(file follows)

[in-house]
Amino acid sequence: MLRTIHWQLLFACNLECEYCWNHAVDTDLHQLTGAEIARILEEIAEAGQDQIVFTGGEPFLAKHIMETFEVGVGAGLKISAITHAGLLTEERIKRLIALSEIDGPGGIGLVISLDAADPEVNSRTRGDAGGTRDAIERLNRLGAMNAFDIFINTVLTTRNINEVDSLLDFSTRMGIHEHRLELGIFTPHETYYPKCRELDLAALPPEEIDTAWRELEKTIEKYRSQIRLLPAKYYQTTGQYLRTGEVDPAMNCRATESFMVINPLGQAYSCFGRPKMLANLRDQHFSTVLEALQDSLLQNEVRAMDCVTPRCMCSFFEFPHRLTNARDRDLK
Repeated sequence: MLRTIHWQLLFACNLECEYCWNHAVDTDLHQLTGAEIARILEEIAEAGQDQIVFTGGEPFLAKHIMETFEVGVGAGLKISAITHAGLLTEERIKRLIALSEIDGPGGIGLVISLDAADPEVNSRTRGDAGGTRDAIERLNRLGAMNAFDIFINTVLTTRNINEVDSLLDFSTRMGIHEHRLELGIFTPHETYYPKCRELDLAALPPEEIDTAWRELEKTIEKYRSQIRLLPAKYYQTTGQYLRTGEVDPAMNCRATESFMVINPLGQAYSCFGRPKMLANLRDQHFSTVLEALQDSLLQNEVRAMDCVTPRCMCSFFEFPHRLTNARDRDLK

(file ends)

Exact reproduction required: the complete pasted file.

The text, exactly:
[in-house]
Amino acid sequence: MLRTIHWQLLFACNLECEYCWNHAVDTDLHQLTGAEIARILEEIAEAGQDQIVFTGGEPFLAKHIMETFEVGVGAGLKISAITHAGLLTEERIKRLIALSEIDGPGGIGLVISLDAADPEVNSRTRGDAGGTRDAIERLNRLGAMNAFDIFINTVLTTRNINEVDSLLDFSTRMGIHEHRLELGIFTPHETYYPKCRELDLAALPPEEIDTAWRELEKTIEKYRSQIRLLPAKYYQTTGQYLRTGEVDPAMNCRATESFMVINPLGQAYSCFGRPKMLANLRDQHFSTVLEALQDSLLQNEVRAMDCVTPRCMCSFFEFPHRLTNARDRDLK
Repeated sequence: MLRTIHWQLLFACNLECEYCWNHAVDTDLHQLTGAEIARILEEIAEAGQDQIVFTGGEPFLAKHIMETFEVGVGAGLKISAITHAGLLTEERIKRLIALSEIDGPGGIGLVISLDAADPEVNSRTRGDAGGTRDAIERLNRLGAMNAFDIFINTVLTTRNINEVDSLLDFSTRMGIHEHRLELGIFTPHETYYPKCRELDLAALPPEEIDTAWRELEKTIEKYRSQIRLLPAKYYQTTGQYLRTGEVDPAMNCRATESFMVINPLGQAYSCFGRPKMLANLRDQHFSTVLEALQDSLLQNEVRAMDCVTPRCMCSFFEFPHRLTNARDRDLK